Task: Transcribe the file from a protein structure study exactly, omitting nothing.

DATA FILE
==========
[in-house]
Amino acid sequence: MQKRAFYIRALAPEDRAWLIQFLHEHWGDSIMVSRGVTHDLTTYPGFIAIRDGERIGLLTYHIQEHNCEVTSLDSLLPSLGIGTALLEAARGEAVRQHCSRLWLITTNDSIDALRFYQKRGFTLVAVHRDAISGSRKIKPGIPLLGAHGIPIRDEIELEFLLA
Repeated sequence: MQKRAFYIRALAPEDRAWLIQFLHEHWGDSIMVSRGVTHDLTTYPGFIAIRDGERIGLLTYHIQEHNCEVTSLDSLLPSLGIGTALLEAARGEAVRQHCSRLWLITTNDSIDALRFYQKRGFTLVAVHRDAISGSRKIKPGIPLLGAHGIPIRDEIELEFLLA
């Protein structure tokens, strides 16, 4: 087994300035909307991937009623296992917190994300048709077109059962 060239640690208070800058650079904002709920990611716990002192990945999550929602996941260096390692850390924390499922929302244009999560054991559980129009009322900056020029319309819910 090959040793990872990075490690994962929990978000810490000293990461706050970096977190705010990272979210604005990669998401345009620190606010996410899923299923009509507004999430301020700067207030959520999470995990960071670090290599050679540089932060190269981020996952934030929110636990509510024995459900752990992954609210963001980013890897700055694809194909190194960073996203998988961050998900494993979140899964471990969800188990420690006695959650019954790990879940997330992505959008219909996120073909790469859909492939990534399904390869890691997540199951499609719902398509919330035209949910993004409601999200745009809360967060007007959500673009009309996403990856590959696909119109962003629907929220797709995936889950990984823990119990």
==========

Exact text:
[in-house]
Amino acid sequence: MQKRAFYIRALAPEDRAWLIQFLHEHWGDSIMVSRGVTHDLTTYPGFIAIRDGERIGLLTYHIQEHNCEVTSLDSLLPSLGIGTALLEAARGEAVRQHCSRLWLITTNDSIDALRFYQKRGFTLVAVHRDAISGSRKIKPGIPLLGAHGIPIRDEIELEFLLA
Repeated sequence: MQKRAFYIRALAPEDRAWLIQFLHEHWGDSIMVSRGVTHDLTTYPGFIAIRDGERIGLLTYHIQEHNCEVTSLDSLLPSLGIGTALLEAARGEAVRQHCSRLWLITTNDSIDALRFYQKRGFTLVAVHRDAISGSRKIKPGIPLLGAHGIPIRDEIELEFLLA
């Protein structure tokens, strides 16, 4: 087994300035909307991937009623296992917190994300048709077109059962 060239640690208070800058650079904002709920990611716990002192990945999550929602996941260096390692850390924390499922929302244009999560054991559980129009009322900056020029319309819910 090959040793990872990075490690994962929990978000810490000293990461706050970096977190705010990272979210604005990669998401345009620190606010996410899923299923009509507004999430301020700067207030959520999470995990960071670090290599050679540089932060190269981020996952934030929110636990509510024995459900752990992954609210963001980013890897700055694809194909190194960073996203998988961050998900494993979140899964471990969800188990420690006695959650019954790990879940997330992505959008219909996120073909790469859909492939990534399904390869890691997540199951499609719902398509919330035209949910993004409601999200745009809360967060007007959500673009009309996403990856590959696909119109962003629907929220797709995936889950990984823990119990």